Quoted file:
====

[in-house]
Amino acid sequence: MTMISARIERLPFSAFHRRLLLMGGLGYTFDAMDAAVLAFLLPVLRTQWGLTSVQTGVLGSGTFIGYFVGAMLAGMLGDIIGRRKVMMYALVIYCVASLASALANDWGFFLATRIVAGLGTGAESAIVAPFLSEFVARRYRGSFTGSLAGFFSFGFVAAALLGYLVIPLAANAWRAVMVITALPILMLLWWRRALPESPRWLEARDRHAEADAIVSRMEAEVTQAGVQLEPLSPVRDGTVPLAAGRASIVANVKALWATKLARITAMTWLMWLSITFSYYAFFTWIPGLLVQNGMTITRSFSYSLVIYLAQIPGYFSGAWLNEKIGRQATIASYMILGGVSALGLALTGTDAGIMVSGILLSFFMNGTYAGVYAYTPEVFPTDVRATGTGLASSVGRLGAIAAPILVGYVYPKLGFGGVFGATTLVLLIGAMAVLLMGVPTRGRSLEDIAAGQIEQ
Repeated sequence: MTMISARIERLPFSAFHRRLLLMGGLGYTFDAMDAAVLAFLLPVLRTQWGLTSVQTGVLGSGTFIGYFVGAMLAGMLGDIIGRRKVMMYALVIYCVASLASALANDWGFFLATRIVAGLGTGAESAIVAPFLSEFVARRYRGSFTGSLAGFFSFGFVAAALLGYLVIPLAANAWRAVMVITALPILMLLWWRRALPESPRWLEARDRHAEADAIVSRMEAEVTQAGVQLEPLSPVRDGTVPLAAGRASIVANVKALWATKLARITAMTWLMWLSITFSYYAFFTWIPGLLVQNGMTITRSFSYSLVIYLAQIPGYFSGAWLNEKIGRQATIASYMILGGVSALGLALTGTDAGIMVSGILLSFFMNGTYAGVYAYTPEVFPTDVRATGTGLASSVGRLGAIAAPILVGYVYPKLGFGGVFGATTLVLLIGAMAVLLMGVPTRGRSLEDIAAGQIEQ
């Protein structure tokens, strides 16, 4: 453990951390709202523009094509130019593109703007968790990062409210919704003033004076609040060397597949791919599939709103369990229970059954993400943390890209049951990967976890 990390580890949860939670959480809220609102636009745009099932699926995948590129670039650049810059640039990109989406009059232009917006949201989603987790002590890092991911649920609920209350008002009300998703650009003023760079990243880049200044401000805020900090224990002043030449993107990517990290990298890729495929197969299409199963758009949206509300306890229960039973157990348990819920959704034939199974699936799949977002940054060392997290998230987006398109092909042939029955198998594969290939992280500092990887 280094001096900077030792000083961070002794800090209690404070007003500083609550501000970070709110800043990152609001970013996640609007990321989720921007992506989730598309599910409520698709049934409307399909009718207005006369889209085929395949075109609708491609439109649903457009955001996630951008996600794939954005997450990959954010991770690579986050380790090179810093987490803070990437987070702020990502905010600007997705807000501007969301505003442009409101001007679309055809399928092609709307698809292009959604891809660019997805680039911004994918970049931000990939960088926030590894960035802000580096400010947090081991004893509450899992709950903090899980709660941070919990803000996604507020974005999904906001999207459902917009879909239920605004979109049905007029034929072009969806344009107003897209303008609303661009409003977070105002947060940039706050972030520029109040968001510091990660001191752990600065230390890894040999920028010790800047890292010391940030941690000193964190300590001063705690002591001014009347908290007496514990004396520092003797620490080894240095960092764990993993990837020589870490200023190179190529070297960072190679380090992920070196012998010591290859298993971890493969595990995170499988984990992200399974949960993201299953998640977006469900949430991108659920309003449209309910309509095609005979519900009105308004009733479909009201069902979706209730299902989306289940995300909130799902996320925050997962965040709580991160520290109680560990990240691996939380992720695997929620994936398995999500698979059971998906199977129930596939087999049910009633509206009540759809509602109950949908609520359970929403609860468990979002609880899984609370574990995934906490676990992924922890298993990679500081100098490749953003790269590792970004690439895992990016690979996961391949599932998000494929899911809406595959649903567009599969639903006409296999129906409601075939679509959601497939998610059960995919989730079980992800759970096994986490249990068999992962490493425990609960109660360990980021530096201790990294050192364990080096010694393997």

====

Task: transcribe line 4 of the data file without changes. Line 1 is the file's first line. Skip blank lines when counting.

């Protein structure tokens, strides 16, 4: 453990951390709202523009094509130019593109703007968790990062409210919704003033004076609040060397597949791919599939709103369990229970059954993400943390890209049951990967976890 990390580890949860939670959480809220609102636009745009099932699926995948590129670039650049810059640039990109989406009059232009917006949201989603987790002590890092991911649920609920209350008002009300998703650009003023760079990243880049200044401000805020900090224990002043030449993107990517990290990298890729495929197969299409199963758009949206509300306890229960039973157990348990819920959704034939199974699936799949977002940054060392997290998230987006398109092909042939029955198998594969290939992280500092990887 280094001096900077030792000083961070002794800090209690404070007003500083609550501000970070709110800043990152609001970013996640609007990321989720921007992506989730598309599910409520698709049934409307399909009718207005006369889209085929395949075109609708491609439109649903457009955001996630951008996600794939954005997450990959954010991770690579986050380790090179810093987490803070990437987070702020990502905010600007997705807000501007969301505003442009409101001007679309055809399928092609709307698809292009959604891809660019997805680039911004994918970049931000990939960088926030590894960035802000580096400010947090081991004893509450899992709950903090899980709660941070919990803000996604507020974005999904906001999207459902917009879909239920605004979109049905007029034929072009969806344009107003897209303008609303661009409003977070105002947060940039706050972030520029109040968001510091990660001191752990600065230390890894040999920028010790800047890292010391940030941690000193964190300590001063705690002591001014009347908290007496514990004396520092003797620490080894240095960092764990993993990837020589870490200023190179190529070297960072190679380090992920070196012998010591290859298993971890493969595990995170499988984990992200399974949960993201299953998640977006469900949430991108659920309003449209309910309509095609005979519900009105308004009733479909009201069902979706209730299902989306289940995300909130799902996320925050997962965040709580991160520290109680560990990240691996939380992720695997929620994936398995999500698979059971998906199977129930596939087999049910009633509206009540759809509602109950949908609520359970929403609860468990979002609880899984609370574990995934906490676990992924922890298993990679500081100098490749953003790269590792970004690439895992990016690979996961391949599932998000494929899911809406595959649903567009599969639903006409296999129906409601075939679509959601497939998610059960995919989730079980992800759970096994986490249990068999992962490493425990609960109660360990980021530096201790990294050192364990080096010694393997």